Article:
Sluggish afternoons, vending-machine cravings, and a growling stomach (even though you just had lunch) can pack on the pounds and erode willpower. But tackling those healthy-eating hurdles may be about more than just self-control: What and when
you eat is also determined by hormones—which are, in turn, infuenced by both your biology and your behaviors. Here’s how to harness four of the biggest players in your internal hunger games.
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Named for the Greek word leptos, meaning “thin,” leptin is produced by fat cells and released into the bloodstream as you eat. When the body functions properly, it tells you when to stop eating. Overweight people, however, can produce excess leptin and may develop resistance to chronically elevated levels. Their brains ignore the satiety signals, leaving them hungry even after meals.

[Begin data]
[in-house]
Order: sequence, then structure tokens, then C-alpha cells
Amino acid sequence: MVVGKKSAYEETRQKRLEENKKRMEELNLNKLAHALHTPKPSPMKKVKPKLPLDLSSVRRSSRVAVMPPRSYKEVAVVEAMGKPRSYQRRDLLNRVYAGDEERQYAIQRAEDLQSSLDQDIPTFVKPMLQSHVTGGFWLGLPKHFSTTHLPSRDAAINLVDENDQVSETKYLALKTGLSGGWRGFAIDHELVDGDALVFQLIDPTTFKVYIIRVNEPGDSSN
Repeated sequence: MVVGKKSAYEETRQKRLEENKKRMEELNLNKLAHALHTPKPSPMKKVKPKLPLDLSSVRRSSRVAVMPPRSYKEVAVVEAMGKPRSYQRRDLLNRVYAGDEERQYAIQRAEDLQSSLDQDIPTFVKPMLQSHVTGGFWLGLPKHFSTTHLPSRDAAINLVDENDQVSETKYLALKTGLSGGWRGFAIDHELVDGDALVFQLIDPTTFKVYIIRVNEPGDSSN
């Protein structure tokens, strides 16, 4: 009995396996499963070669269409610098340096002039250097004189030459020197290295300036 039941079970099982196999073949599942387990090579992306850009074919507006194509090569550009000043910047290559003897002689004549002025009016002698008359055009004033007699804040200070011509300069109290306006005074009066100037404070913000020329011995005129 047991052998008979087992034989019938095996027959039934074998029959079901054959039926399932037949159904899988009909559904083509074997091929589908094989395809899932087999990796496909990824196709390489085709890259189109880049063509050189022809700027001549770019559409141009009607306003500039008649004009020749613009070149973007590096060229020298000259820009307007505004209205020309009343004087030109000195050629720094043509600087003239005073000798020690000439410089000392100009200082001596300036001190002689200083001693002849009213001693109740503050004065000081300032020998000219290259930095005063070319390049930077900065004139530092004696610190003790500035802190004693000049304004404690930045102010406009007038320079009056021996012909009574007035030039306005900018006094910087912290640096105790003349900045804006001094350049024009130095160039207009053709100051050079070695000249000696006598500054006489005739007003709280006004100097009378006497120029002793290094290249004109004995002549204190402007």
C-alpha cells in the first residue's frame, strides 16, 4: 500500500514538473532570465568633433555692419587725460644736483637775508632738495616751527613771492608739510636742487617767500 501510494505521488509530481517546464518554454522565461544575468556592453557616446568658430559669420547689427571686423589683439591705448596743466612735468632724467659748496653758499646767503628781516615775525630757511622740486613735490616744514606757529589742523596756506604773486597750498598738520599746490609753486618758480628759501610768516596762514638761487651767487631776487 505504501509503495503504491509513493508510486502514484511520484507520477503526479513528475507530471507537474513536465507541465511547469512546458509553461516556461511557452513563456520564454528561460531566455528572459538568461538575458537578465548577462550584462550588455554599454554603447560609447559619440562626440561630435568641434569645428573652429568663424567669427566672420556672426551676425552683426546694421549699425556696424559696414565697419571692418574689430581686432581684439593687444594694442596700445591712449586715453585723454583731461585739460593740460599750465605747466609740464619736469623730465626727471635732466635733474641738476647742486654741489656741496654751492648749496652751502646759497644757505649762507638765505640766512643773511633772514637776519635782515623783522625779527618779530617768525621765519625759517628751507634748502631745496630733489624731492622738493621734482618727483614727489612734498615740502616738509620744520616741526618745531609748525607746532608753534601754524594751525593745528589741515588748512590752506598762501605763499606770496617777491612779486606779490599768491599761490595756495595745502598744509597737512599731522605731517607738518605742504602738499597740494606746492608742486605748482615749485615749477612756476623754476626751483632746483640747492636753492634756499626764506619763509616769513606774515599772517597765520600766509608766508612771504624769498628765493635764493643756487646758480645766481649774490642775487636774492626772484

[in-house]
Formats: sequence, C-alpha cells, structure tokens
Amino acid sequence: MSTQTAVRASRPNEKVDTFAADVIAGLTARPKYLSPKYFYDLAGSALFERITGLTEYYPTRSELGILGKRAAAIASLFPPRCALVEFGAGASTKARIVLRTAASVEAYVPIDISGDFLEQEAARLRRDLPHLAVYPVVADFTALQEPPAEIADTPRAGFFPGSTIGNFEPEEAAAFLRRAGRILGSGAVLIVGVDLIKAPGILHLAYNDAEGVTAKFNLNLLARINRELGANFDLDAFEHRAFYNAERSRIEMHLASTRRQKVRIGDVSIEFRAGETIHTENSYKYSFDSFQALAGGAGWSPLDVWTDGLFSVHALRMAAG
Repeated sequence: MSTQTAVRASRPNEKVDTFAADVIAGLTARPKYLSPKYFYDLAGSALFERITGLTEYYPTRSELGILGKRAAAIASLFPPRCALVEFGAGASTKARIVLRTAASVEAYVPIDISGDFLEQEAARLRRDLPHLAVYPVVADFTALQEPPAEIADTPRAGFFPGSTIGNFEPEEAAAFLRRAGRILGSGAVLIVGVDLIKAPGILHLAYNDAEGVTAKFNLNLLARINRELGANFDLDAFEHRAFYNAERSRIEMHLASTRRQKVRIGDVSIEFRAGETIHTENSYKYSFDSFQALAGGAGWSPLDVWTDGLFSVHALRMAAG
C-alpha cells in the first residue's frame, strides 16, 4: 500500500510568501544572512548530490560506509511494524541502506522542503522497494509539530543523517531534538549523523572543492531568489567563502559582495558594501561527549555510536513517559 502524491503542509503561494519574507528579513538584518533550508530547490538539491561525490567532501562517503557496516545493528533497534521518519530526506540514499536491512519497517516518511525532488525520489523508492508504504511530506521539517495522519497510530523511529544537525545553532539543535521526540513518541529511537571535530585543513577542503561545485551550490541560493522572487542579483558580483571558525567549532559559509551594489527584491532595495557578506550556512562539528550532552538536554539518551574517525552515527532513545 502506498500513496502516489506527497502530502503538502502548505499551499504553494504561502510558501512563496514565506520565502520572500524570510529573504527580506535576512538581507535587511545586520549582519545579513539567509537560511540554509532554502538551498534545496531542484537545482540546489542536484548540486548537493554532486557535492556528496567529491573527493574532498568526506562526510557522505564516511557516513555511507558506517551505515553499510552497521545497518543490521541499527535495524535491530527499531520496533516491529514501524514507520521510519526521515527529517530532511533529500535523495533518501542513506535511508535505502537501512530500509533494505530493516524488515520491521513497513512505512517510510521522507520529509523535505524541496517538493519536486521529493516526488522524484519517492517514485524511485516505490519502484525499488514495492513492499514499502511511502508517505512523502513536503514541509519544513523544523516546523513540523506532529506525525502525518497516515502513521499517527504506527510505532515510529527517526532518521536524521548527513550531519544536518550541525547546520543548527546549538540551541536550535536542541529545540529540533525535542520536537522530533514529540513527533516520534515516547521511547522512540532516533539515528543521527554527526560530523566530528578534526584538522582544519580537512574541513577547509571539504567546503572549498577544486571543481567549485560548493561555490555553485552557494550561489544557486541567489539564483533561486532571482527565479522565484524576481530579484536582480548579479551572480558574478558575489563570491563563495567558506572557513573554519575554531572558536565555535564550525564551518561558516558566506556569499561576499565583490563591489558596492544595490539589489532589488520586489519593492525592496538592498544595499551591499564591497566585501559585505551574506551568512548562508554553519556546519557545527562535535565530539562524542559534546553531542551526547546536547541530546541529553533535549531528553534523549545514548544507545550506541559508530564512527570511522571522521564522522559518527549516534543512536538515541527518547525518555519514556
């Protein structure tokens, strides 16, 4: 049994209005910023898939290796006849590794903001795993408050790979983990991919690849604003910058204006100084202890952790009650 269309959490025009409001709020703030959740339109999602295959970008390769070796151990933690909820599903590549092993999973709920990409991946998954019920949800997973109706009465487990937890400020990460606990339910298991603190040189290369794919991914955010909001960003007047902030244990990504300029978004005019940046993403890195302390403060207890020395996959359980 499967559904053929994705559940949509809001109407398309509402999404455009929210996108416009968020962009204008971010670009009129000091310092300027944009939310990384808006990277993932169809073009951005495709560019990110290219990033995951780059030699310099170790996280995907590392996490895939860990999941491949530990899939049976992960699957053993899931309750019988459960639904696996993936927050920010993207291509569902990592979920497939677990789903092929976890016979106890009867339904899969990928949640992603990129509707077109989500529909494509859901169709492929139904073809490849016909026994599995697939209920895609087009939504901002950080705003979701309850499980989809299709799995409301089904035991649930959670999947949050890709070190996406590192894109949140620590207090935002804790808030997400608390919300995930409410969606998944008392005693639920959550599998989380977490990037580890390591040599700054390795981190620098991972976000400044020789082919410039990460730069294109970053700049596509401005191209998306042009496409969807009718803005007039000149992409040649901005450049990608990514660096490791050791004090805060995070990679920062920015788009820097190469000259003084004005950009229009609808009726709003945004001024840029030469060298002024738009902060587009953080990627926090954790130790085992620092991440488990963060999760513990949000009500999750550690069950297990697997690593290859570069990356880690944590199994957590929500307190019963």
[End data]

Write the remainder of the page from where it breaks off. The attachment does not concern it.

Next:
Make it work for you: Regular exercise—especially moderate- to high-intensity interval training—can help keep leptin levels functioning properly, according to a study from Tehran University in Iran, as can getting seven to eight hours of sleep
a night. For people with leptin resistance, research shows that electroacupuncture (which uses needles that carry a small electric current) may help lower levels and suppress appetite.